Sunday, December 05, 2010

Buying green for the holidays? Is it possible?

Trying to be mindful of sustainability while buying gifts is tedious, if not downright impossible. Have a look at buying locally versus having gifts shipped, as well as five ways to stay eco-conscious this holiday season.                       

Gift-giving. It's that season again. People are out running around trying to find gifts for their family and friends, and trying to score the best deals on all kinds of products. And lately I've been seeing a lot of marketing hype about so-called "ecogifts" which are supposed to be the best thing you can do for the planet. Are they really?

There are a couple of points of contention. First of all, is the product in question made in a sustainable way? Perhaps it is. Perhaps it's a cutting board made out of sustainably harvested bamboo. Or perhaps it's a blanket made out of organic cotton. But just being made in a sustainable way does not a sustainable item make. Where an item is made is just as big of a concern. Is a product really sustainable if it's being shipped halfway across the world? The short answer is no. The fuel used to transport it clearly outweighs whatever laudable techniques were used in its manufacture.

But, like most things, this is complicated.

Do you drive to the store to buy gifts? Do your neighbors, friends, and family all drive to the store to buy gifts? Just think about how many cars this adds to the road. Think about it in terms of numbers. If 500 people in your town or city drive to the store to buy one gift each, a lot of you are probably going to end up driving a a bunch of the same stretches of road. If you load the same 500 gifts onto a truck and have one person deliver them, you might get some overlap, but not nearly so much. In this case, having something shipped is the preferable option. If you have to drive in order to get something, having it delivered is often the better choice. It's like a carpool for your products.

That's the balancing act we have to play.

Chances are you weren't going to go to Vietnam to buy that bamboo cutting board. You probably weren't even going to go as far as the next state. But even if you were just buying it from a local store, chances are it was manufactured, at least in part, on the other side of the world. This can make truly buying local a tricky affair.

Are these ecogifts better than their less sustainably manufactured brethren, all other things equal? Certainly. Just don't buy into the hype that buying these products is somehow going to magically save the world. They are an improvement over they alternative, but they are still products, and they still have an environmental cost.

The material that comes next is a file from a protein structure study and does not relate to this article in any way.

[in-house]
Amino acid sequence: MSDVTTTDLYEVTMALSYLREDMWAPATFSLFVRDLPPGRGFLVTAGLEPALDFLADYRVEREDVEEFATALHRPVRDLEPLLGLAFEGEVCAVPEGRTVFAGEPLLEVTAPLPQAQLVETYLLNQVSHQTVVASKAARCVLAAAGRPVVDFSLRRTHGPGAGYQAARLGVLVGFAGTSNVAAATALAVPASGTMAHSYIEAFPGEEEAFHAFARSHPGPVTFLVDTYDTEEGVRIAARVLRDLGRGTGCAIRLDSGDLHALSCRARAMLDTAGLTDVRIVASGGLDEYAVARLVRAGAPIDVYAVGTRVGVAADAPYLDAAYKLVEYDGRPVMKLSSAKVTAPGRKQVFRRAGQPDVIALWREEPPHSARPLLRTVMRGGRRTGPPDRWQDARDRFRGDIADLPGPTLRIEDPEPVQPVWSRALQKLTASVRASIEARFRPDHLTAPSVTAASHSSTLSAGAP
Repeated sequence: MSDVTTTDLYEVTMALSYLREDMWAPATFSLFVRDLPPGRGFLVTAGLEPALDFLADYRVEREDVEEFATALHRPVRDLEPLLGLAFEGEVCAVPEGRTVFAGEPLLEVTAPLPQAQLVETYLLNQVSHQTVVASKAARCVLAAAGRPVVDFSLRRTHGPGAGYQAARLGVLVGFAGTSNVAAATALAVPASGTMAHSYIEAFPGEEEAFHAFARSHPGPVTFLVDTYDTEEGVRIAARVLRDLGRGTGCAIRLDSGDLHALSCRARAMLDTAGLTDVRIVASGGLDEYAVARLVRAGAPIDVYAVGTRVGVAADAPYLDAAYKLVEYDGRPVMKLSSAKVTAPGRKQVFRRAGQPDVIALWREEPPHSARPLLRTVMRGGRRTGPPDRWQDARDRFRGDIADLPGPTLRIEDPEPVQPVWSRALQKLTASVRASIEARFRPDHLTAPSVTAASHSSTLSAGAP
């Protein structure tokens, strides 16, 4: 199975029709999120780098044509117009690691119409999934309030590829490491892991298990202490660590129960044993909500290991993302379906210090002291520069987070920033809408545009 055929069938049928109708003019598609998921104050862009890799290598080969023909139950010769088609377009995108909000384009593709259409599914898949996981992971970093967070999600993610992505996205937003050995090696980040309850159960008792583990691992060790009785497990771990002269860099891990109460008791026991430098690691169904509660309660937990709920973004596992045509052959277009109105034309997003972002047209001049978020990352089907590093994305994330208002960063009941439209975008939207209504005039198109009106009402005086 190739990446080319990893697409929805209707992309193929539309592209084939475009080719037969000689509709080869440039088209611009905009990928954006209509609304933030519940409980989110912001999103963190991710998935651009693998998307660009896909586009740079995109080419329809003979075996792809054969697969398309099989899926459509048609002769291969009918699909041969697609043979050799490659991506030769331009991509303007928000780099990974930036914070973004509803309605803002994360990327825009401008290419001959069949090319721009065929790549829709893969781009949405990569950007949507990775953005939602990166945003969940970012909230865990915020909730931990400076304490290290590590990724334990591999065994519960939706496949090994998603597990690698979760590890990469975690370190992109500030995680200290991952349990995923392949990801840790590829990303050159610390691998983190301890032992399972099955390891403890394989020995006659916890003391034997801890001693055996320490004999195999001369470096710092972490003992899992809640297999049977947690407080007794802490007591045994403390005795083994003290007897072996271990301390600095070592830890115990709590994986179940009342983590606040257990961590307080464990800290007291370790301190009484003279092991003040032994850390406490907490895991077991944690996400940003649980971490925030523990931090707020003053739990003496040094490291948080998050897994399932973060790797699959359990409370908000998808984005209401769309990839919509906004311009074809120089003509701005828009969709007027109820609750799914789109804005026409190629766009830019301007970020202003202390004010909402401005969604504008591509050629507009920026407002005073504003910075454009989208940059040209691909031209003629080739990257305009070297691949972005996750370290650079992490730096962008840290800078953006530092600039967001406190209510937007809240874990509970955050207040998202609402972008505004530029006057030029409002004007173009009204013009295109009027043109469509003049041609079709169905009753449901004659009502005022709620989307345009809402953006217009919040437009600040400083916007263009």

If you are buying gifts this holiday season, keep these general rules in mind:

1. Buy locally

Things that are made and sold locally by local artisans and craftsmen don't travel and distance and burn quite the amount of fuel as something shipped from far away. These products should be made from local and sustainable materials to boot. And you'll have peace of mind knowing that you're supporting the local economy.

2. Buy services

Eschew products altogether and buy something intangible. A massage or a day at a museum might be just what your loved one needs. If you want to buy a gift that keeps giving to the planet, you could even enroll them in a permaculture class.

3. Make something

If you put some time and energy into a project, your loved ones will appreciate it more than anything that could ever be bought. My fellow blogger over at Get Rich Slowly has a great list of 34 homemade gift ideas.

4. Opt out

As I've grown older and my family has spread out and grown apart, the holidays aren't quite the gatherings they once were. The winter time is filled with holidays and festivals because it's cold, dark, and gloomy. They're an excuse to enjoy each other's company.So do it. Plan your day around activities you can share together other than gift-giving.

5. Community service

Lots of people make the holidays about other people, outside of their immediate families. They donate time or clothing to the homeless, or volunteer in a local animal shelter. This is a great way to give without having a guilty conscience afterward. Have your family volunteer with you and you can still share the holidays with each other.

Do you have any other tips for staying green this holiday season? Any ideas for activities a family could partake in lieu of gift-giving? Share 'em in the comments.

Photo by mmlolek

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